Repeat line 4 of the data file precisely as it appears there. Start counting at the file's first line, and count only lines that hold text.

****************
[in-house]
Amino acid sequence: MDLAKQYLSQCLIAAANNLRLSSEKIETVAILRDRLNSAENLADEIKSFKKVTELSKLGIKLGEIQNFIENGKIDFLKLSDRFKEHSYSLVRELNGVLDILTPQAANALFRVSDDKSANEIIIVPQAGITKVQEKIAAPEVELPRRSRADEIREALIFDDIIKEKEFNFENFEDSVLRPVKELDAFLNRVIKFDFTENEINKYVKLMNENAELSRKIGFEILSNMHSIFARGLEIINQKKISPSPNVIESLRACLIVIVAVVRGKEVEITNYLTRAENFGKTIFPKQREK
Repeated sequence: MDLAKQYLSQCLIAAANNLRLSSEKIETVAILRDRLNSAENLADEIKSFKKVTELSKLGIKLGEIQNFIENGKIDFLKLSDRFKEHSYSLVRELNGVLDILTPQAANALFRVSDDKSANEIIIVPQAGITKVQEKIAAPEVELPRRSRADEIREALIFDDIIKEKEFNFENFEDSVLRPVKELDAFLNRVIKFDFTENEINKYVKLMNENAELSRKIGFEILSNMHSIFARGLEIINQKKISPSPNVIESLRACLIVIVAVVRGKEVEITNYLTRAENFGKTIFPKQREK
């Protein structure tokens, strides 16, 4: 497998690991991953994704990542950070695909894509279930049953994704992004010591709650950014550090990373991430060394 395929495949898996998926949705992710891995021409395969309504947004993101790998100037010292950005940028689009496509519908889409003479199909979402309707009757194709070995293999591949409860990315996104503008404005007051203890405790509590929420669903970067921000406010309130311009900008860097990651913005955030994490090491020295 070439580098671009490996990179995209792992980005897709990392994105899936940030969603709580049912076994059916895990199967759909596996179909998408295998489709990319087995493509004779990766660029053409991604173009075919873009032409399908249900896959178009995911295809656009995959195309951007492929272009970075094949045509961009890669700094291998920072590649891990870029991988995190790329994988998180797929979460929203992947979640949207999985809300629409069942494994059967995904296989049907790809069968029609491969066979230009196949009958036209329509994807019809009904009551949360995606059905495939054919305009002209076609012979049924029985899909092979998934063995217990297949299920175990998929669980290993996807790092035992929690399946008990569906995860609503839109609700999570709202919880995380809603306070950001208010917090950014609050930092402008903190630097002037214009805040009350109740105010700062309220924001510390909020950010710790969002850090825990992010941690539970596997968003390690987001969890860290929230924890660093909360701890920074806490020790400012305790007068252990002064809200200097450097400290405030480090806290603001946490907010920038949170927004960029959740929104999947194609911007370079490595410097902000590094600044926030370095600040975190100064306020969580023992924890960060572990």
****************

């Protein structure tokens, strides 16, 4: 497998690991991953994704990542950070695909894509279930049953994704992004010591709650950014550090990373991430060394 395929495949898996998926949705992710891995021409395969309504947004993101790998100037010292950005940028689009496509519908889409003479199909979402309707009757194709070995293999591949409860990315996104503008404005007051203890405790509590929420669903970067921000406010309130311009900008860097990651913005955030994490090491020295 070439580098671009490996990179995209792992980005897709990392994105899936940030969603709580049912076994059916895990199967759909596996179909998408295998489709990319087995493509004779990766660029053409991604173009075919873009032409399908249900896959178009995911295809656009995959195309951007492929272009970075094949045509961009890669700094291998920072590649891990870029991988995190790329994988998180797929979460929203992947979640949207999985809300629409069942494994059967995904296989049907790809069968029609491969066979230009196949009958036209329509994807019809009904009551949360995606059905495939054919305009002209076609012979049924029985899909092979998934063995217990297949299920175990998929669980290993996807790092035992929690399946008990569906995860609503839109609700999570709202919880995380809603306070950001208010917090950014609050930092402008903190630097002037214009805040009350109740105010700062309220924001510390909020950010710790969002850090825990992010941690539970596997968003390690987001969890860290929230924890660093909360701890920074806490020790400012305790007068252990002064809200200097450097400290405030480090806290603001946490907010920038949170927004960029959740929104999947194609911007370079490595410097902000590094600044926030370095600040975190100064306020969580023992924890960060572990």